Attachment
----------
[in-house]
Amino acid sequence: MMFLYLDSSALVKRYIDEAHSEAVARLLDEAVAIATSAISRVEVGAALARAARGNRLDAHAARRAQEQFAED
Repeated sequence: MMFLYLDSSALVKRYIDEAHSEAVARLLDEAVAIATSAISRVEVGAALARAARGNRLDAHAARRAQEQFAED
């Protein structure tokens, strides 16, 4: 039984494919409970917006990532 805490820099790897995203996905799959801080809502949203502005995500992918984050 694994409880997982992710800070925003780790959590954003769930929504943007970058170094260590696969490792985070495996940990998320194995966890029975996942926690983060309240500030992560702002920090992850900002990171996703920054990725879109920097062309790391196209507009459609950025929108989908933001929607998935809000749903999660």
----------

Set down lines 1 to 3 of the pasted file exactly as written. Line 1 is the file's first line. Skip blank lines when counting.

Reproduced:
[in-house]
Amino acid sequence: MMFLYLDSSALVKRYIDEAHSEAVARLLDEAVAIATSAISRVEVGAALARAARGNRLDAHAARRAQEQFAED
Repeated sequence: MMFLYLDSSALVKRYIDEAHSEAVARLLDEAVAIATSAISRVEVGAALARAARGNRLDAHAARRAQEQFAED